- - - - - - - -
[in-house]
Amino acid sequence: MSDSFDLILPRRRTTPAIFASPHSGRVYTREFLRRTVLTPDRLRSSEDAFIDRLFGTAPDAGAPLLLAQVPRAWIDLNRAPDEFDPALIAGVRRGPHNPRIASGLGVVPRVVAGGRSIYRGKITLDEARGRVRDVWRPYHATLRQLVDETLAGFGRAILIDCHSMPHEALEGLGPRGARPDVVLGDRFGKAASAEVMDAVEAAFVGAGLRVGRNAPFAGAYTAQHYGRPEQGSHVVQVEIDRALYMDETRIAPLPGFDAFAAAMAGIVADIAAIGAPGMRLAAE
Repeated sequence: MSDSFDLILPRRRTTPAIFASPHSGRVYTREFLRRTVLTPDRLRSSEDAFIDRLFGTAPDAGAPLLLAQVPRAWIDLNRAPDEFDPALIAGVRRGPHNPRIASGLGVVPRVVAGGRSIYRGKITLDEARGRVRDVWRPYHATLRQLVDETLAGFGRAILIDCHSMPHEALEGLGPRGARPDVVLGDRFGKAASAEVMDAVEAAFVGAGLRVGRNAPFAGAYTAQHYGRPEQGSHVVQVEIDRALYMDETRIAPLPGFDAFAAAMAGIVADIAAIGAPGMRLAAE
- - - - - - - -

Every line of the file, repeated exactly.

[in-house]
Amino acid sequence: MSDSFDLILPRRRTTPAIFASPHSGRVYTREFLRRTVLTPDRLRSSEDAFIDRLFGTAPDAGAPLLLAQVPRAWIDLNRAPDEFDPALIAGVRRGPHNPRIASGLGVVPRVVAGGRSIYRGKITLDEARGRVRDVWRPYHATLRQLVDETLAGFGRAILIDCHSMPHEALEGLGPRGARPDVVLGDRFGKAASAEVMDAVEAAFVGAGLRVGRNAPFAGAYTAQHYGRPEQGSHVVQVEIDRALYMDETRIAPLPGFDAFAAAMAGIVADIAAIGAPGMRLAAE
Repeated sequence: MSDSFDLILPRRRTTPAIFASPHSGRVYTREFLRRTVLTPDRLRSSEDAFIDRLFGTAPDAGAPLLLAQVPRAWIDLNRAPDEFDPALIAGVRRGPHNPRIASGLGVVPRVVAGGRSIYRGKITLDEARGRVRDVWRPYHATLRQLVDETLAGFGRAILIDCHSMPHEALEGLGPRGARPDVVLGDRFGKAASAEVMDAVEAAFVGAGLRVGRNAPFAGAYTAQHYGRPEQGSHVVQVEIDRALYMDETRIAPLPGFDAFAAAMAGIVADIAAIGAPGMRLAAE